Opportunities to Grow, We All Need Them

December 6, 2019

As our youth face an uncertain climate future, you can support them in becoming the empowered food and environmental leaders of tomorrow. By donating to CUESA, you help them both connect with nature and develop critical skills that will sustain them throughout their lives.

This month, we’re featuring change makers in our community who are part of a fair and regenerative future. Today, meet Diamond Ozan, a sophomore at Mission High School, where she participates in CUESA’s Foodwise Teens. This semester-long after-school program invests deeply in our youth: students grow their own food, learn about sustainable food systems, and gain valuable job experience—all while getting paid for their work. Your support of this program means that teens like Diamond are nurtured to build confidence and grow to become environmental leaders.

She recently told her story on stage at CUESA’s Sunday Supper, as she introduced a video about Foodwise Teens. She shared why it’s so important for teens to have opportunities in nature, to make connections, and to discover their power as change makers:

My name is Diamond Ozan, and I’m a 10th grader at Mission High School. I was born and raised the majority of my life in Hayward, California, with my mom, dad, older sister, Angelica, and my two brothers, Carlos Jr. and Zaiah.

Six years ago my parents inherited a house here in San Francisco. So at the age of 10, I had a big life and culture change, moving from a town to a big city. There was a faster pace and a lot of people. And especially a lot of hills!

Last year, I started attending Mission High School. When I heard about the Foodwise Teens program in my health class, I chose to sign up because I heard it involved cooking, and I had never had a job before. The only experience I had with cooking was watching my parents and grandma cook. I was really interested in cooking and learning about new foods. I was also thinking about going to culinary school after high school.

When I started Foodwise Teens, I experienced many new things and challenges. Gardening for the first time was different, interesting, and not mention, very muddy!

I didn’t realize how much time, effort and patience you need. You have to be careful not to step on the plants, and make sure not to prune off too much of the plant, or it won’t grow. But what I really enjoyed about gardening was knowing that I was helping the ecosystem by helping the plants grow.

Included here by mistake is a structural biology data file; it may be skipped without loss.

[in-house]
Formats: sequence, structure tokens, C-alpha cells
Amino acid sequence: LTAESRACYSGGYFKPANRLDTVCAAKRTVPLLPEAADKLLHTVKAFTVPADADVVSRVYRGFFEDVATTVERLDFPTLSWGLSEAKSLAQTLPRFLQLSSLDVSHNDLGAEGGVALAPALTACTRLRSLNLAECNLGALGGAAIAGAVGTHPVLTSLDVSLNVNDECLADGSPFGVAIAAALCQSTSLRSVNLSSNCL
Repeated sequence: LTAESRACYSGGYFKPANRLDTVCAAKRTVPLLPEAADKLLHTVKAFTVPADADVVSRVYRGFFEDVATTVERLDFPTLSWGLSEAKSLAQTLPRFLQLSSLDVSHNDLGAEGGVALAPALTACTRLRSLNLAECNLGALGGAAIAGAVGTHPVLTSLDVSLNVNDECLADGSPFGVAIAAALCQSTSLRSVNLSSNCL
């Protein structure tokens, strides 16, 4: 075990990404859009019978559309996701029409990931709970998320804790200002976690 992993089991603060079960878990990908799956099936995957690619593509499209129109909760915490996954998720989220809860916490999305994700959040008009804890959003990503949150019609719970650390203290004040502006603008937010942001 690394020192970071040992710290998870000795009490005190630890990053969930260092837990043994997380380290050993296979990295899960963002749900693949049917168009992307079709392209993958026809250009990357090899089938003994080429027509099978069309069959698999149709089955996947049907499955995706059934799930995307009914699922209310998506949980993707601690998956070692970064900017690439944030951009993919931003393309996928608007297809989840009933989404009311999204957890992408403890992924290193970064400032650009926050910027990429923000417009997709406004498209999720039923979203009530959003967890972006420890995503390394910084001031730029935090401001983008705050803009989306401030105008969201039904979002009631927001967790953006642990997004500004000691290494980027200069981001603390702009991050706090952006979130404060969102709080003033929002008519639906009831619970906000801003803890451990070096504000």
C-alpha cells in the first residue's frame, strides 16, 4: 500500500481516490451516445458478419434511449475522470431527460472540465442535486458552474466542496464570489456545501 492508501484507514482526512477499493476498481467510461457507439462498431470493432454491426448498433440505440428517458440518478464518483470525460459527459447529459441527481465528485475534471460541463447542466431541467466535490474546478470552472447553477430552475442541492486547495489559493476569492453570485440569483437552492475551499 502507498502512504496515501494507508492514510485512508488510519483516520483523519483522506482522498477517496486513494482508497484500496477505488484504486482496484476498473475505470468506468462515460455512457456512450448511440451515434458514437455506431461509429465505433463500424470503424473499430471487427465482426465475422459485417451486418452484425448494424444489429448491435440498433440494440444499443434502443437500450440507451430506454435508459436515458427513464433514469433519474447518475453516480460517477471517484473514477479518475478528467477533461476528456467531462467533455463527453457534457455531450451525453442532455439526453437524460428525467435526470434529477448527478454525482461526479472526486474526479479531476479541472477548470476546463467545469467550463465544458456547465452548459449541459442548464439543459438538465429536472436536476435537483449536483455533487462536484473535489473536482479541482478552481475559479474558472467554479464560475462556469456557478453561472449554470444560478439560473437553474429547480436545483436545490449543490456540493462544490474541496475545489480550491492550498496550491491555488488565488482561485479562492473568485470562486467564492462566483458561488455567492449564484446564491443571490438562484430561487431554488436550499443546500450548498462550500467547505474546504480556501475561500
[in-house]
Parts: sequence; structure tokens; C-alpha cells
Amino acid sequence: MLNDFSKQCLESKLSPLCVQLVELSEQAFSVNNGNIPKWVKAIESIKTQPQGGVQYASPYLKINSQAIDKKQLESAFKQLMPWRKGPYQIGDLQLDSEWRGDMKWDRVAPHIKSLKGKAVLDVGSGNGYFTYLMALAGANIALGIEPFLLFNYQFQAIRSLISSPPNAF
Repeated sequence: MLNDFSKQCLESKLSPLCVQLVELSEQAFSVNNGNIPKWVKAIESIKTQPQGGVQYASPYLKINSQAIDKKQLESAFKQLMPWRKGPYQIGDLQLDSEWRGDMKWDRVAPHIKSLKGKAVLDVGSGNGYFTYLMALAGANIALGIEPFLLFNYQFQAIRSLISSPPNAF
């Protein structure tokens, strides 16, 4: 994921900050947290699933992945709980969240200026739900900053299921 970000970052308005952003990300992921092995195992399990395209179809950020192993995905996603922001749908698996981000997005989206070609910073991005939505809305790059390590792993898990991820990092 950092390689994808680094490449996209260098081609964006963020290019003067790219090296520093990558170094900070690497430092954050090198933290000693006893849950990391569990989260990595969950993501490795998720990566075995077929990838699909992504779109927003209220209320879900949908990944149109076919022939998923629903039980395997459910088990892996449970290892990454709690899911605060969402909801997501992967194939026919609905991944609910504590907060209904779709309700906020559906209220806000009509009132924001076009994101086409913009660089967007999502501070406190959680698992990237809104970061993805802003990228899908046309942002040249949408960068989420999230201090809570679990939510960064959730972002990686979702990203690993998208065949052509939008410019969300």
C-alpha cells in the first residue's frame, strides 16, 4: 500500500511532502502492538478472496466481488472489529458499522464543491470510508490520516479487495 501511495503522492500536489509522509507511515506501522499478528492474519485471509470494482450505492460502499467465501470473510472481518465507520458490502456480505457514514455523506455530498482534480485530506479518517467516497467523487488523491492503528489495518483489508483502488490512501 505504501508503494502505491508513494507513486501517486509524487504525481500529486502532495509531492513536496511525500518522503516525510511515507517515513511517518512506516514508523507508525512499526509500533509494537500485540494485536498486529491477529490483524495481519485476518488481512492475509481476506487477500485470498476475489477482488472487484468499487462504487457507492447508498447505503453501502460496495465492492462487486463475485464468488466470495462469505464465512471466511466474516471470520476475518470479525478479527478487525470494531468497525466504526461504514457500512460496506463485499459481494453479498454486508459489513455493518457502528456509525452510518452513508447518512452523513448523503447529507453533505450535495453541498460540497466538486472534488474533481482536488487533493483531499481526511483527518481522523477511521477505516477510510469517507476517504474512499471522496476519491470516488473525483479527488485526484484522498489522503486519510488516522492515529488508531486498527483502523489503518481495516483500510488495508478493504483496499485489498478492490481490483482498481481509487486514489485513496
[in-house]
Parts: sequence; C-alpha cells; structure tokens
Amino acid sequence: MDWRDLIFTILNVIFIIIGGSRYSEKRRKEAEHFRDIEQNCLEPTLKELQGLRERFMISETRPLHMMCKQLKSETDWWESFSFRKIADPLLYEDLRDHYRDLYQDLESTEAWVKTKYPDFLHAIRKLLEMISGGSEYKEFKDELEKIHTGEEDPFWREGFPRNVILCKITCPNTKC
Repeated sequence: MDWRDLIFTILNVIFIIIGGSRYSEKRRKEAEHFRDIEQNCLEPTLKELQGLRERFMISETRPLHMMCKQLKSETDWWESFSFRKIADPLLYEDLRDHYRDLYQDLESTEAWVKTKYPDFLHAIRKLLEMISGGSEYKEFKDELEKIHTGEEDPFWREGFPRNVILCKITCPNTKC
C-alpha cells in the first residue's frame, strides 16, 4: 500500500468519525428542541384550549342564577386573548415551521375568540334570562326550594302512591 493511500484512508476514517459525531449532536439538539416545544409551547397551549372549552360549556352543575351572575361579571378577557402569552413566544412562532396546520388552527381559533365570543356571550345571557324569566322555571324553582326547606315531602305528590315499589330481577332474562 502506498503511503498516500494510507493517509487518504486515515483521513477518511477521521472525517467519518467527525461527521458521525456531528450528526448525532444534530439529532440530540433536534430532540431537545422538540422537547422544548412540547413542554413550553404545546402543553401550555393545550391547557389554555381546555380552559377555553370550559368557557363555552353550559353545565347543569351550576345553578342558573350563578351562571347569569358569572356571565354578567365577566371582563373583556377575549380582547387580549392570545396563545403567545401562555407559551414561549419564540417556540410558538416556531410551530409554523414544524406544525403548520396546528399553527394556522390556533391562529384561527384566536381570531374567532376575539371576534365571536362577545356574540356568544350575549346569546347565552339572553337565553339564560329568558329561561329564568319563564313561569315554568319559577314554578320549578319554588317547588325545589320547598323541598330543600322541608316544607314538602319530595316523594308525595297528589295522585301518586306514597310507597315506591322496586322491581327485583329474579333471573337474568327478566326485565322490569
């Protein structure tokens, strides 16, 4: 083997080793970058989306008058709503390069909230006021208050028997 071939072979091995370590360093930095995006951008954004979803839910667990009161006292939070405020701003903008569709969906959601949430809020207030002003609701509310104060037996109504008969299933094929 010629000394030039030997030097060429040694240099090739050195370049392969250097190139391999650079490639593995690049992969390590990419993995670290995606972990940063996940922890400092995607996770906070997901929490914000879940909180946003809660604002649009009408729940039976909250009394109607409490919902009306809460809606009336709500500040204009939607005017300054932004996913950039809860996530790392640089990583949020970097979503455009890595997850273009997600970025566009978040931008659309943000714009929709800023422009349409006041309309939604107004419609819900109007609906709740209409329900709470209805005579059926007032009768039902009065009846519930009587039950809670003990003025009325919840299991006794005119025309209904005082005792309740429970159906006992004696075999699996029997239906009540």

We also learned knife skills in the kitchen, and how to make pickled carrots. I enjoyed knowing that the veggies we grew would get picked, prepped, and sold at the Farmers Market.

The first time I worked at the farmers market, I had to wake up really early to be able to be at the market at 7:00 am. It was dark, rainy, and very cold. There weren’t very many customers at first. It was hard to get their attention, which was frustrating.

But my perspective changed my second time around. I learned to greet customers, make eye contact, and be able to talk confidently about the products I made. These skills are important to connect with people and show that you care.

Since then, Foodwise Teens has opened up many job opportunities for me. Over the summer, I did an Environmental Steward internship in the San Francisco Botanical Garden, where I prepped the flower beds and learned about Mesoamerican plants.

This fall, I have a job as a CSA veggie box coordinator at Mission High School. It feels good to be there, and make it convenient for families to pick up their fresh produce. I am also participating in Foodwise Teens again on the leadership track, so I can deepen my skills, step up, and share what I’ve learned with the group.

All of these experiences have really helped me see what I’m interested in doing in my future. Working in the garden and being outside in nature with Tessa, our Foodwise Teens supervisor, opened my eyes to plants, how we use them, and why we need them. People take plants for granted. We need plants to survive—for cooking, for medicine, and for our health. They are our future. And youth are our future, too.

I never knew what botany was before, but being in this program has made me change my goals. I now want to study plants after high school and become a botanist. I also want to mention how thankful I am to have Tessa because she introduced me to job opportunities and things I want to study in the future.

Foodwise Teens is not just a gardening and cooking program. It is about communication, teamwork, and making connections with people and these are things that we all need in our lives. All of us need opportunities to grow, be healthy, and realize our potential. Thank you for supporting the next generation of leaders and Foodwise Teens! 

Your support makes a difference in the lives of Diamond and other youth in our community. When you give to CUESA, you are help them develop themselves as they are entering adulthood and building confidence, environmental awareness, and food systems knowledge that they will take with them throughout their lives. Make a tax-deductible donation today.

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